To convert between wide and long data, Stata uses the reshape command. Reshaping is a very computationally intensive command. If you are dealing with a large data set you will quickly find that using reshape can take an excessively long time or even break the current Stata session. There is an alternative way to manually code a reshape using expand and replace, that has the benefits of running much faster. It also provides an understanding of how a reshape transforms your data structure. In addition, variable labels can be modified with more control if done manually.

The following code reshapes a wide dataset by person to a long datset by person-month. The variable that we want to reshape is income.

*sCount all of the income variables and create a variable for each observations
ds income*           
local copies : word count `r(varlist)'  
expand `copies' 

*Then create a list of all of the vars with each stub and manually expand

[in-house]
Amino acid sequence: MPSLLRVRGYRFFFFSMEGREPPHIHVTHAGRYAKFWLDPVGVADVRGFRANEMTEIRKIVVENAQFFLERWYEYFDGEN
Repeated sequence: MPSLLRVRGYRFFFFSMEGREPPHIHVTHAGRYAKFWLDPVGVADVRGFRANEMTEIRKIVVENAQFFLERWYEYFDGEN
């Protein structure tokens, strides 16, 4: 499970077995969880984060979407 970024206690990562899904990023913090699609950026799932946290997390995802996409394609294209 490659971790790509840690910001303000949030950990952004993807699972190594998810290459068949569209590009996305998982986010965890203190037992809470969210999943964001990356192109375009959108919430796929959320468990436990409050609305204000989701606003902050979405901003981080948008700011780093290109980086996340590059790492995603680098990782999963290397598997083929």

gen yearmonth = . // create an empty var that will hold the sub-group identifier (this is the j var in reshape)
foreach var in income {
    *Save all of the income variables
    ds `var'_*,                  
    local reshapevarlist `r(varlist)'   

    *remove the stub so that we can have the yearmonth or j identifier foreach var alone while maintaining their order        
    local monthyear = subinstr("`reshapevarlist'", "`var'_", "", .)   
    *create an empty version of the stub, this will become the long var
    gen `var' = .      
    *Loop through each value 
    forvalues x = 1/`copies' {           
        * Replace the variable from the list we defined earlier in the loop
        /* See "h mod" to understand how mod works, but in short "if mod(n, `copies') == `x'"" 
        will only replace the variable for the nth observation in each group defined by
        an ID variable (e.g. the nth or last row created in the expand)
        local currvar : word `x' of `reshapevarlist'         
        replace `var' = `currvar' if mod(_n, `copies') == `x'

        * Generate the identifier variable
        local yearmonth : word `x' of `monthyear' 
        replace yearmonth = `yearmonth' if mod(_n, `copies') == `x'  
        *Drop the wide variable
        drop `currvar' 
    // end forval x= 1/`copies'
// end foreach var in income